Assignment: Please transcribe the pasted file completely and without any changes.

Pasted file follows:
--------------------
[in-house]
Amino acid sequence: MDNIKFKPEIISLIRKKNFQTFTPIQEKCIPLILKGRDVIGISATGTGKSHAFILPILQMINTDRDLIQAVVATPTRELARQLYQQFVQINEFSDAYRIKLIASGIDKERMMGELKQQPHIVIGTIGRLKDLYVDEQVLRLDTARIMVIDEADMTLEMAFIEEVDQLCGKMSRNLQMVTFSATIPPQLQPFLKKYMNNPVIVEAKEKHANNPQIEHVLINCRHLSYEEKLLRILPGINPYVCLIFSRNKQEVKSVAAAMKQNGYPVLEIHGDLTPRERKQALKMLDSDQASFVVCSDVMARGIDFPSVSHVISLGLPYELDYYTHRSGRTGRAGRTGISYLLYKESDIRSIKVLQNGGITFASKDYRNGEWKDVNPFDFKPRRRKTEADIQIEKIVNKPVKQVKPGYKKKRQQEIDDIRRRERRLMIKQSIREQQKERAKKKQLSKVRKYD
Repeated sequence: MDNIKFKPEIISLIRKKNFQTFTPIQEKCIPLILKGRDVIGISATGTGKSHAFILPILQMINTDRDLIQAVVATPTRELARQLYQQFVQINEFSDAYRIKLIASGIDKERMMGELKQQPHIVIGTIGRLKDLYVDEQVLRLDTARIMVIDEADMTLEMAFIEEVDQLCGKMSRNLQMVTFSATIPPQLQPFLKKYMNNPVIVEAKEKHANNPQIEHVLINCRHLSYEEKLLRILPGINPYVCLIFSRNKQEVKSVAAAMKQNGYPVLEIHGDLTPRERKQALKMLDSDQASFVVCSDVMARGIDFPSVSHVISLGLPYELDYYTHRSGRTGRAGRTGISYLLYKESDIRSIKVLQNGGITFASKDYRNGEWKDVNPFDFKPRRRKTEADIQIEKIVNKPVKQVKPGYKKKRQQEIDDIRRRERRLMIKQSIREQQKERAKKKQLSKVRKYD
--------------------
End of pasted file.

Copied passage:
[in-house]
Amino acid sequence: MDNIKFKPEIISLIRKKNFQTFTPIQEKCIPLILKGRDVIGISATGTGKSHAFILPILQMINTDRDLIQAVVATPTRELARQLYQQFVQINEFSDAYRIKLIASGIDKERMMGELKQQPHIVIGTIGRLKDLYVDEQVLRLDTARIMVIDEADMTLEMAFIEEVDQLCGKMSRNLQMVTFSATIPPQLQPFLKKYMNNPVIVEAKEKHANNPQIEHVLINCRHLSYEEKLLRILPGINPYVCLIFSRNKQEVKSVAAAMKQNGYPVLEIHGDLTPRERKQALKMLDSDQASFVVCSDVMARGIDFPSVSHVISLGLPYELDYYTHRSGRTGRAGRTGISYLLYKESDIRSIKVLQNGGITFASKDYRNGEWKDVNPFDFKPRRRKTEADIQIEKIVNKPVKQVKPGYKKKRQQEIDDIRRRERRLMIKQSIREQQKERAKKKQLSKVRKYD
Repeated sequence: MDNIKFKPEIISLIRKKNFQTFTPIQEKCIPLILKGRDVIGISATGTGKSHAFILPILQMINTDRDLIQAVVATPTRELARQLYQQFVQINEFSDAYRIKLIASGIDKERMMGELKQQPHIVIGTIGRLKDLYVDEQVLRLDTARIMVIDEADMTLEMAFIEEVDQLCGKMSRNLQMVTFSATIPPQLQPFLKKYMNNPVIVEAKEKHANNPQIEHVLINCRHLSYEEKLLRILPGINPYVCLIFSRNKQEVKSVAAAMKQNGYPVLEIHGDLTPRERKQALKMLDSDQASFVVCSDVMARGIDFPSVSHVISLGLPYELDYYTHRSGRTGRAGRTGISYLLYKESDIRSIKVLQNGGITFASKDYRNGEWKDVNPFDFKPRRRKTEADIQIEKIVNKPVKQVKPGYKKKRQQEIDDIRRRERRLMIKQSIREQQKERAKKKQLSKVRKYD